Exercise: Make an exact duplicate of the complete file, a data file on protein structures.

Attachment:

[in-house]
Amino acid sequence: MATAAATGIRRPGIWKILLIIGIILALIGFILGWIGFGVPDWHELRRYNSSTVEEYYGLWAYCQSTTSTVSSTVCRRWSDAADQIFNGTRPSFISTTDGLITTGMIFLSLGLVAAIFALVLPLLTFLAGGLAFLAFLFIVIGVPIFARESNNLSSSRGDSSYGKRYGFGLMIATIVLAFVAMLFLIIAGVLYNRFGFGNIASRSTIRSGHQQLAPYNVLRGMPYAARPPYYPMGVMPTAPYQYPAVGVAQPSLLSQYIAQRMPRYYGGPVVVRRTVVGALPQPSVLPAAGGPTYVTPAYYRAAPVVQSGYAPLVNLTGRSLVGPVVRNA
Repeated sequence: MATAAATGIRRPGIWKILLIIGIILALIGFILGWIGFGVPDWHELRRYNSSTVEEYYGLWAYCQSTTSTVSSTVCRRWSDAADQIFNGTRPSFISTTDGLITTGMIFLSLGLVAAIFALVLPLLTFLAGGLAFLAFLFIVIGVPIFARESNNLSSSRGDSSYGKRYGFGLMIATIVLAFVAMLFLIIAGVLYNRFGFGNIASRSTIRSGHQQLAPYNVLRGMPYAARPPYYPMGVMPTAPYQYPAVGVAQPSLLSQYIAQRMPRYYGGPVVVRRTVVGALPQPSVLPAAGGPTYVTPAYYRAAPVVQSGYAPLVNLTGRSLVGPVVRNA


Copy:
[in-house]
Amino acid sequence: MATAAATGIRRPGIWKILLIIGIILALIGFILGWIGFGVPDWHELRRYNSSTVEEYYGLWAYCQSTTSTVSSTVCRRWSDAADQIFNGTRPSFISTTDGLITTGMIFLSLGLVAAIFALVLPLLTFLAGGLAFLAFLFIVIGVPIFARESNNLSSSRGDSSYGKRYGFGLMIATIVLAFVAMLFLIIAGVLYNRFGFGNIASRSTIRSGHQQLAPYNVLRGMPYAARPPYYPMGVMPTAPYQYPAVGVAQPSLLSQYIAQRMPRYYGGPVVVRRTVVGALPQPSVLPAAGGPTYVTPAYYRAAPVVQSGYAPLVNLTGRSLVGPVVRNA
Repeated sequence: MATAAATGIRRPGIWKILLIIGIILALIGFILGWIGFGVPDWHELRRYNSSTVEEYYGLWAYCQSTTSTVSSTVCRRWSDAADQIFNGTRPSFISTTDGLITTGMIFLSLGLVAAIFALVLPLLTFLAGGLAFLAFLFIVIGVPIFARESNNLSSSRGDSSYGKRYGFGLMIATIVLAFVAMLFLIIAGVLYNRFGFGNIASRSTIRSGHQQLAPYNVLRGMPYAARPPYYPMGVMPTAPYQYPAVGVAQPSLLSQYIAQRMPRYYGGPVVVRRTVVGALPQPSVLPAAGGPTYVTPAYYRAAPVVQSGYAPLVNLTGRSLVGPVVRNA